The Australian Transport Safety Bureau (ATSB) released the final report into Malaysia Airlines flight MH370, calls for precise flight tracking system than the current 15-minute interval of position tracking.
On 8 March 2014, a Boeing 777 aircraft operated as Malaysia Airlines flight 370 (MH370) was lost during a flight from Kuala Lumpur in Malaysia to Beijing in China carrying 12 crew and 227 passengers. The search for the missing aircraft commenced on 8 March 2014 and continued for 1,046 days until 17 January 2017 when it was suspended in accordance with a decision made by a tripartite of Governments, being Malaysia, Australia and China.
Regardless of the cause of the loss of MH370, there were no transmissions received from the aircraft after the first 38 minutes of the flight. Systems designed to automatically transmit the aircraft’s position including the transponder and the aircraft communications addressing and reporting system failed to transmit the aircraft’s position after this time period. Subsequent analysis of radar and satellite communication data revealed the aircraft had actually continued to fly for a further seven hours. Its last position was positively fixed at the northern tip of Sumatra by the surveillance systems operating that night, six hours before it ended the flight in the southern Indian Ocean.
Search operation headed by Australia, mapped a total of 710,000 square kilometres of Indian Ocean seafloor, the largest ever single hydrographic survey. The high resolution sonar search covered an area in excess of 120,000 square kilometres at the cost of $155 million, which is shared by Malaysia 58%, Australia 32%, and China 10%.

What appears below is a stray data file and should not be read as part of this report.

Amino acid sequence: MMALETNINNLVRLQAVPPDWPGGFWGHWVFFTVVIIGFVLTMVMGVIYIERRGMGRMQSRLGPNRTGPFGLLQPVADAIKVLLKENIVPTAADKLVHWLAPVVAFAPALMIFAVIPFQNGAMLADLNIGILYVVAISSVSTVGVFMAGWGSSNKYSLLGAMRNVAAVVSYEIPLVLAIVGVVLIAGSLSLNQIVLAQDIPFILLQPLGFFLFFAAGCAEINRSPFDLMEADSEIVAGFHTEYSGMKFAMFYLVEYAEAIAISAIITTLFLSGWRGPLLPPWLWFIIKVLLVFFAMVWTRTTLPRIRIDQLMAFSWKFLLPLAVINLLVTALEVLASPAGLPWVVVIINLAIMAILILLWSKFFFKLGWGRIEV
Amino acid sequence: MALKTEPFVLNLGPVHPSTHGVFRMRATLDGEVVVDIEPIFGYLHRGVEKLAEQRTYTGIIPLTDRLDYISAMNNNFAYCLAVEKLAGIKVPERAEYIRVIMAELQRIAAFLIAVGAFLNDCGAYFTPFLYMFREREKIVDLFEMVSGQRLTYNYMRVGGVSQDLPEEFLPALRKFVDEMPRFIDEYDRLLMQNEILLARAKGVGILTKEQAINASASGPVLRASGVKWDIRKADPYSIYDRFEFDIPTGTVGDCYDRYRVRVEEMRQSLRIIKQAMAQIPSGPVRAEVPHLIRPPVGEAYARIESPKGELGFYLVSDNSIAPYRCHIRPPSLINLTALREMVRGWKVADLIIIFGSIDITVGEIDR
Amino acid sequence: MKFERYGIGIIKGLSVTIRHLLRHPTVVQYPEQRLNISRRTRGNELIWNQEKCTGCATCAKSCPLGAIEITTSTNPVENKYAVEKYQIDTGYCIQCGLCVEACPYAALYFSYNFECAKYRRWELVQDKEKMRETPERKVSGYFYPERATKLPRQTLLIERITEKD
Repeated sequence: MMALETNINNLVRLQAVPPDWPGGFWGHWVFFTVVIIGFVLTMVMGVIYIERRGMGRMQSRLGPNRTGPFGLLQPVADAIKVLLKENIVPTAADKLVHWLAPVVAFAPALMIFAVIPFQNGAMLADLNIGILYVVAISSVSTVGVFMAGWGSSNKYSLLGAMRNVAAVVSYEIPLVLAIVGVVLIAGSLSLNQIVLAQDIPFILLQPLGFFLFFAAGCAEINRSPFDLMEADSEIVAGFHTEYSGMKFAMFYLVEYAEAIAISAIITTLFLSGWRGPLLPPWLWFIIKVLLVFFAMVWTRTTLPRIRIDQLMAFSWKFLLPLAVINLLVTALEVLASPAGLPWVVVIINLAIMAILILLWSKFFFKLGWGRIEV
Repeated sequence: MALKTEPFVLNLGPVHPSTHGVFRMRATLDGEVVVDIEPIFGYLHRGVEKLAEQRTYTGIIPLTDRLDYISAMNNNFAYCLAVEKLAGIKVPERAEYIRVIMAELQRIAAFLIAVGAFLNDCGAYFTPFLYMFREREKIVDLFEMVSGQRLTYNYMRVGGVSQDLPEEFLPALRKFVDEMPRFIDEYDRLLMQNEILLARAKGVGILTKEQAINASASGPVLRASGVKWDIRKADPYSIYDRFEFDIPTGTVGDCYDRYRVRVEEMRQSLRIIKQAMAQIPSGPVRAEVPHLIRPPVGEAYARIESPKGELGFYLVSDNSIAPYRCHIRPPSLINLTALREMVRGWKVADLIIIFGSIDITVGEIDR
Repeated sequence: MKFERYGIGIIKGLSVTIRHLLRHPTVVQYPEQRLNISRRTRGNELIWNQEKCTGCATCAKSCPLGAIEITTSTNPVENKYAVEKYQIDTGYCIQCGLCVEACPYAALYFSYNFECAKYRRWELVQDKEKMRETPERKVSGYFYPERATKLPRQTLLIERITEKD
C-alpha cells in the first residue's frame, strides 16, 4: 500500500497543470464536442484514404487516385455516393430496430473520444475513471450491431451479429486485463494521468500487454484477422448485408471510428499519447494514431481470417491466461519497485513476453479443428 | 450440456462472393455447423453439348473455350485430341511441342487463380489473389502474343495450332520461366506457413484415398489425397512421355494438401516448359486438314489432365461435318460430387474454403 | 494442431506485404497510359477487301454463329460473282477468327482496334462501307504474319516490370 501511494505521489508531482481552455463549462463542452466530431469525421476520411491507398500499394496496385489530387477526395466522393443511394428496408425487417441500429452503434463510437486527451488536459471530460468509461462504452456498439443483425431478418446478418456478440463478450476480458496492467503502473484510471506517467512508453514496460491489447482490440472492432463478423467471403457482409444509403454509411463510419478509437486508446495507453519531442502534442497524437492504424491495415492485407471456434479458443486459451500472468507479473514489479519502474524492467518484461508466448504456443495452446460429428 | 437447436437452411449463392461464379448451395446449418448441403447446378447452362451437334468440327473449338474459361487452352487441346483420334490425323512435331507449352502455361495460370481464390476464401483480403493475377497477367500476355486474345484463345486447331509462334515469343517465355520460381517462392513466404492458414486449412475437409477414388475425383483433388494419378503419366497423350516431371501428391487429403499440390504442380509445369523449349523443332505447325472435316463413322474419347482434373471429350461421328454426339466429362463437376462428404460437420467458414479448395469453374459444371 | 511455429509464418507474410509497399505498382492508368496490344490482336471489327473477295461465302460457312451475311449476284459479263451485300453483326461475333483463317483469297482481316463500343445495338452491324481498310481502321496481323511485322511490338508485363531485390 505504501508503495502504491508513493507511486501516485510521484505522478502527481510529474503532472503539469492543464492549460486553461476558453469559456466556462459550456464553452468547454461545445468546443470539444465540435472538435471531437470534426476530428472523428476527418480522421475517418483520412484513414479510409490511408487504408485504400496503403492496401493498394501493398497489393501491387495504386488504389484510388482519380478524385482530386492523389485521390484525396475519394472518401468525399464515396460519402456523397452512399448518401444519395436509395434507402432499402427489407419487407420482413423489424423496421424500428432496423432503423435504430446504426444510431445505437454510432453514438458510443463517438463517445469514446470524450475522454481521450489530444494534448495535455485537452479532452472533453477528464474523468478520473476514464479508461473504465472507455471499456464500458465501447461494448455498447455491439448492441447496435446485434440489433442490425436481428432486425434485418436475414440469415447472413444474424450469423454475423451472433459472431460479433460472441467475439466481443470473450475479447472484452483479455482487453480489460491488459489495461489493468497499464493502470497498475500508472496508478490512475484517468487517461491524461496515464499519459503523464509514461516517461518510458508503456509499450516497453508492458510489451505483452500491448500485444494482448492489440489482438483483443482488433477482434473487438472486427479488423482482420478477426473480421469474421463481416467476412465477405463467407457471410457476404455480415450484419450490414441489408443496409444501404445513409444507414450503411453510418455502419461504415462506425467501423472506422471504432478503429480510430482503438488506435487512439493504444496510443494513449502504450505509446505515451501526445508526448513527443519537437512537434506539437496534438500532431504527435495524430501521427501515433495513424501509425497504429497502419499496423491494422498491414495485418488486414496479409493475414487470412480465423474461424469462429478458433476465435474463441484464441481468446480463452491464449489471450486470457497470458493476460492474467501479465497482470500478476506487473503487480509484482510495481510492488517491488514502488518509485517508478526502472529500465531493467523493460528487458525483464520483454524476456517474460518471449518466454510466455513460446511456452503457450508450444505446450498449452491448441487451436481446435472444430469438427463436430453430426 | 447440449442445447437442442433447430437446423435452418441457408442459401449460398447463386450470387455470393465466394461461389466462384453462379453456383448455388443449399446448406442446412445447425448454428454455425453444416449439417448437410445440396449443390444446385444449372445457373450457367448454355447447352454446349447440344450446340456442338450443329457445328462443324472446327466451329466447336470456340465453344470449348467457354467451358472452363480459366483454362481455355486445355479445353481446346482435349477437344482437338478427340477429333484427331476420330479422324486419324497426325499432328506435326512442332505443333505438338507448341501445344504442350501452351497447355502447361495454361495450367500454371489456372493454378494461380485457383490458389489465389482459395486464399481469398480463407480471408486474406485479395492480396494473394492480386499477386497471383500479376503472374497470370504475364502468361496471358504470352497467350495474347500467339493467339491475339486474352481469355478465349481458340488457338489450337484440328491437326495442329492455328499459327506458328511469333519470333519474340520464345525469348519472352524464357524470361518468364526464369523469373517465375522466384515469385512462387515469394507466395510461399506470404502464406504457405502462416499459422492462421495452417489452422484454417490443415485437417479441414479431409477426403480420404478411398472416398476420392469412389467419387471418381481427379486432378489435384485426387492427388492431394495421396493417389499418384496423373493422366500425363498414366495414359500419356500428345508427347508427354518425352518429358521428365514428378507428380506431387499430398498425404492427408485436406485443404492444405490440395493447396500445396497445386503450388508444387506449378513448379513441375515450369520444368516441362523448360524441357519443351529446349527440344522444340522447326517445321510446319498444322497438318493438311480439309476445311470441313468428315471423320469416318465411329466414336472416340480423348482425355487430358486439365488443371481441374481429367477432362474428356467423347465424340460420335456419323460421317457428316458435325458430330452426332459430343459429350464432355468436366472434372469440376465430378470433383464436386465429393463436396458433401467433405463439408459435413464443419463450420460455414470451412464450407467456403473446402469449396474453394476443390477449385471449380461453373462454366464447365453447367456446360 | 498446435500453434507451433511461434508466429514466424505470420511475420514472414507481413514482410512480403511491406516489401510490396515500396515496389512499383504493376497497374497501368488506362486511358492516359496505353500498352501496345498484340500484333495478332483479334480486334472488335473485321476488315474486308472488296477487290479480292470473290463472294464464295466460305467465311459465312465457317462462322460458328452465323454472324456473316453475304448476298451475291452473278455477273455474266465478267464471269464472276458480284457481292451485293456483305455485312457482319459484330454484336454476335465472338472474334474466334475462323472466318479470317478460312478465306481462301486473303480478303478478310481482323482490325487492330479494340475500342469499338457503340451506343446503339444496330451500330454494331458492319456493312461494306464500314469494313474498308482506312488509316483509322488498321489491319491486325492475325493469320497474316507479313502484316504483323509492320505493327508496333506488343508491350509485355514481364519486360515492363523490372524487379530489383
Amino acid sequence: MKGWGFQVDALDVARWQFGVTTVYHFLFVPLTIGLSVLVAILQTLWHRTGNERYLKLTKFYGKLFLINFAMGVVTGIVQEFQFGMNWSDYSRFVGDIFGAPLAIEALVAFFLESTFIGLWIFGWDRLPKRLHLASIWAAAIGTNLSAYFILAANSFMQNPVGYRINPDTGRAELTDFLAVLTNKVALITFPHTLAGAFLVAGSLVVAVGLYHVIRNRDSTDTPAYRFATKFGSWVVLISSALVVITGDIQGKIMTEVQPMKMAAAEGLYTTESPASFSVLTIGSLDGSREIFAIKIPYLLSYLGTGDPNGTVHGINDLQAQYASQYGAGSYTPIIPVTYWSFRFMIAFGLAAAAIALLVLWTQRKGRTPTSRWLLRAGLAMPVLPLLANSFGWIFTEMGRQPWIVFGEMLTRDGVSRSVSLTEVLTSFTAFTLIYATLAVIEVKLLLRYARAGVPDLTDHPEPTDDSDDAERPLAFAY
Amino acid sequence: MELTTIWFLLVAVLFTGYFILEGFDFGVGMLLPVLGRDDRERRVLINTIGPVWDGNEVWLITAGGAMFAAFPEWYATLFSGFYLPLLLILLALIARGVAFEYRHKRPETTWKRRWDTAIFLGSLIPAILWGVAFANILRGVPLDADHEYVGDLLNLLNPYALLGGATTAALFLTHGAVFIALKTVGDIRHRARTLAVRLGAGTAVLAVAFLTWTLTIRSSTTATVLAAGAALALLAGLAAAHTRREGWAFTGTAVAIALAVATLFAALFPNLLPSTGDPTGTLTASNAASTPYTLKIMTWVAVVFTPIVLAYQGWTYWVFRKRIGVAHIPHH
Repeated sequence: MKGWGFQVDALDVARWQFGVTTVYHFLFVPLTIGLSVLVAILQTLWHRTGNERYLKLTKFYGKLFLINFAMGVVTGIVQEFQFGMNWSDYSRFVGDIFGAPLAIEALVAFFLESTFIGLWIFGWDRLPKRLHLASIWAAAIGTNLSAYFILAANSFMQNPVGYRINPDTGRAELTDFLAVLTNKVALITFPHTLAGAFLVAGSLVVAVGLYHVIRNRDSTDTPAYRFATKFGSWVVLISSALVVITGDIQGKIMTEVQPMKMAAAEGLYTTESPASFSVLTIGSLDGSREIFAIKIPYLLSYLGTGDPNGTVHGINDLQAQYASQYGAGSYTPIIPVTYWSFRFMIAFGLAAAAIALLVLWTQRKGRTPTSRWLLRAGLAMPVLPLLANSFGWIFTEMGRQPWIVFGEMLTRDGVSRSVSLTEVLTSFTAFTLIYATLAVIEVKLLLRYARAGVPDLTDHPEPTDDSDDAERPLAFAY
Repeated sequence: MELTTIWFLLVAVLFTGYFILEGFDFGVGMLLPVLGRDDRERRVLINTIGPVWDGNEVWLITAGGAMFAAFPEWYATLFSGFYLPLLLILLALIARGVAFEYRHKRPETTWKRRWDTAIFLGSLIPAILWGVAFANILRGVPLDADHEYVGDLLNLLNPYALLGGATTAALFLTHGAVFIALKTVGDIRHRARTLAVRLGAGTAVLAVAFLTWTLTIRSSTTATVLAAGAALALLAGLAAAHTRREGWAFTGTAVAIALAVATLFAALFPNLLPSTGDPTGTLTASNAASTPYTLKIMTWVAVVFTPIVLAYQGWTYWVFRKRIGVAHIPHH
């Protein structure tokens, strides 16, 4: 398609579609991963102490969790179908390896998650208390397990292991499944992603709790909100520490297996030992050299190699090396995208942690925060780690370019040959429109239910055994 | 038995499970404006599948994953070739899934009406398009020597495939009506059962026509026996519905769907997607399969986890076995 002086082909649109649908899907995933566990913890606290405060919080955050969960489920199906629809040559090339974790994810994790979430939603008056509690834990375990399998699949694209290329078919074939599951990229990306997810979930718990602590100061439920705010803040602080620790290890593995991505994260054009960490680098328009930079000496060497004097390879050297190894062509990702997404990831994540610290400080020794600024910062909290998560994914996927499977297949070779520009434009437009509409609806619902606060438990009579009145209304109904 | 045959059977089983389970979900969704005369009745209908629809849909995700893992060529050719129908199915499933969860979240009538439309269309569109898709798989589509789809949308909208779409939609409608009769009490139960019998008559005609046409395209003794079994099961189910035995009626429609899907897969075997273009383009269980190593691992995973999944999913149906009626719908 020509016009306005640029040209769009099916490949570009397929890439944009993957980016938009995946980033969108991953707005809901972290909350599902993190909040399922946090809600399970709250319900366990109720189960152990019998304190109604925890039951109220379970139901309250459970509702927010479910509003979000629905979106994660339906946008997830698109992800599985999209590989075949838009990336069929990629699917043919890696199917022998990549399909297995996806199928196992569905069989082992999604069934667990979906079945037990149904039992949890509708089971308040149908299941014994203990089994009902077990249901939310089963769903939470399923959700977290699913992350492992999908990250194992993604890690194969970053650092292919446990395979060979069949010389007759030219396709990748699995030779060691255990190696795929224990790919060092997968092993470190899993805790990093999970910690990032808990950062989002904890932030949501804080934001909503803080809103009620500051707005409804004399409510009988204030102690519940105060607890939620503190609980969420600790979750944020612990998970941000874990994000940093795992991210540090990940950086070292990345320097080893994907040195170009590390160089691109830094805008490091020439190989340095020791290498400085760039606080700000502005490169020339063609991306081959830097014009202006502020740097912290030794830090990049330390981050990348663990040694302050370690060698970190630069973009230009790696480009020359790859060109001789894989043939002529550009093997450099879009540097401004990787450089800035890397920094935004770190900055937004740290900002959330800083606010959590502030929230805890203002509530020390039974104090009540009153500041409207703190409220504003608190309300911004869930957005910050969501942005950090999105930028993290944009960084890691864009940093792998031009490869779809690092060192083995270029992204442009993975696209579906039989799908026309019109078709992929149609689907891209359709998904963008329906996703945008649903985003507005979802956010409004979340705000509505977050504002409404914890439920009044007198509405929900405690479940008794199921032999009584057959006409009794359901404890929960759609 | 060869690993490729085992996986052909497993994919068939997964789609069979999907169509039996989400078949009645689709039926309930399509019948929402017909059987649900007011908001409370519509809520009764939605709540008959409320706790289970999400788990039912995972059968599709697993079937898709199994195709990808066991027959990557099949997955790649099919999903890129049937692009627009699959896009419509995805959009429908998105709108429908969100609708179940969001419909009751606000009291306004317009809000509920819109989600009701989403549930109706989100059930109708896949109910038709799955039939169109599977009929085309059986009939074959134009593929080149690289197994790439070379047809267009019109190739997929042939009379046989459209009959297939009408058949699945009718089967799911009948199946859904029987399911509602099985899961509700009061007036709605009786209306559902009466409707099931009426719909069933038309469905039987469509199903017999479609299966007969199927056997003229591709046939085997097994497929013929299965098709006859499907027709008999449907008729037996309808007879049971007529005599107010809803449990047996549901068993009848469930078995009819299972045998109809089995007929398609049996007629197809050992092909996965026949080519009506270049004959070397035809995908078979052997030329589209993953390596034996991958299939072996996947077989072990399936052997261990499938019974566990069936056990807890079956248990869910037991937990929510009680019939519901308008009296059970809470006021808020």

After 1046 days of search using high-tech marine equipment, the search team found nothing, except few structural parts surfaced on the coast of Africa.
The reasons for the loss of MH370 cannot be established with certainty until the aircraft is found. It is almost inconceivable and certainly societally unacceptable in the modern aviation era with 10 million passengers boarding commercial aircraft every day, for a large commercial aircraft to be missing and for the world not to know with certainty what became of the aircraft and those on board.
ATSB calls on the Aerospace industry to explore the possibilities to better track an aircraft in real time and said “The ICAO mandated 15-minute position tracking interval for existing aircraft may not reduce a potential search area enough to ensure that survivors and wreckage are located within a reasonable timeframe.”
Full report : ATSB MH370